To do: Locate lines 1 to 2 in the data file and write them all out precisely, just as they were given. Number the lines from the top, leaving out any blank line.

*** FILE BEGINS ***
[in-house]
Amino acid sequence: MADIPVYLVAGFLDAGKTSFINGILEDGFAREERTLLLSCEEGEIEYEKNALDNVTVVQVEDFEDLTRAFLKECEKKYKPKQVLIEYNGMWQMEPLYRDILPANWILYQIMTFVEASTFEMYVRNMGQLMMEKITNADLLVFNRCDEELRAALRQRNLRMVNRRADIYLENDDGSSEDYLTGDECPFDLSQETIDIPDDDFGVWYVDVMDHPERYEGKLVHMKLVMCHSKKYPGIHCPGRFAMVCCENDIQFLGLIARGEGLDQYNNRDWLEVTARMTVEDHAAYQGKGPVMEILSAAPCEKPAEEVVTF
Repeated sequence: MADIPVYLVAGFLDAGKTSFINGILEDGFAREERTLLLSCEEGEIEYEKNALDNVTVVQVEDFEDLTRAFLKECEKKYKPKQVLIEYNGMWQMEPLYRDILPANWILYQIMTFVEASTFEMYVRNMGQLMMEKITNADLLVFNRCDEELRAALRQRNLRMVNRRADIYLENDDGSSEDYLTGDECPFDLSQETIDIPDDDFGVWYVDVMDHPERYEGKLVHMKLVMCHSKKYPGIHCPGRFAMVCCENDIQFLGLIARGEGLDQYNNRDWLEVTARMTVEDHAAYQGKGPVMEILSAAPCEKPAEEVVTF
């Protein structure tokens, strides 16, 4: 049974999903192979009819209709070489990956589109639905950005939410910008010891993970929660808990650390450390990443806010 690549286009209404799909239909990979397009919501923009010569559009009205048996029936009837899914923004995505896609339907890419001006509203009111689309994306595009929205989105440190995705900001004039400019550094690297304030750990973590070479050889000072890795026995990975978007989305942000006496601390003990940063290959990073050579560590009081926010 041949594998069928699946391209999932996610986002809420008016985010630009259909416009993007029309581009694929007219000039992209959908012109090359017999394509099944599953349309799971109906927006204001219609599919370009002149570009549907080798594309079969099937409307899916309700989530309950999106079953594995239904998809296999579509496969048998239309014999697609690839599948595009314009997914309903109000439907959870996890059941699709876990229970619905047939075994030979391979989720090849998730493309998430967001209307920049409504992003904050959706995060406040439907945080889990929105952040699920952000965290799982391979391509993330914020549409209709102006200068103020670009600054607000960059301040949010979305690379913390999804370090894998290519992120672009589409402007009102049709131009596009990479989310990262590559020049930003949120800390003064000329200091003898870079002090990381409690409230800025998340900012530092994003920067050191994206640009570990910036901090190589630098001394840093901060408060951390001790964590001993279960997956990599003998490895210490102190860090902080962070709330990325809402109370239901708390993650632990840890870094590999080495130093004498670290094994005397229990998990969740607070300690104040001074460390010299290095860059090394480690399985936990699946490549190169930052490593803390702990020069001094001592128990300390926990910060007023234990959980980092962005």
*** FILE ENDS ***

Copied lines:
[in-house]
Amino acid sequence: MADIPVYLVAGFLDAGKTSFINGILEDGFAREERTLLLSCEEGEIEYEKNALDNVTVVQVEDFEDLTRAFLKECEKKYKPKQVLIEYNGMWQMEPLYRDILPANWILYQIMTFVEASTFEMYVRNMGQLMMEKITNADLLVFNRCDEELRAALRQRNLRMVNRRADIYLENDDGSSEDYLTGDECPFDLSQETIDIPDDDFGVWYVDVMDHPERYEGKLVHMKLVMCHSKKYPGIHCPGRFAMVCCENDIQFLGLIARGEGLDQYNNRDWLEVTARMTVEDHAAYQGKGPVMEILSAAPCEKPAEEVVTF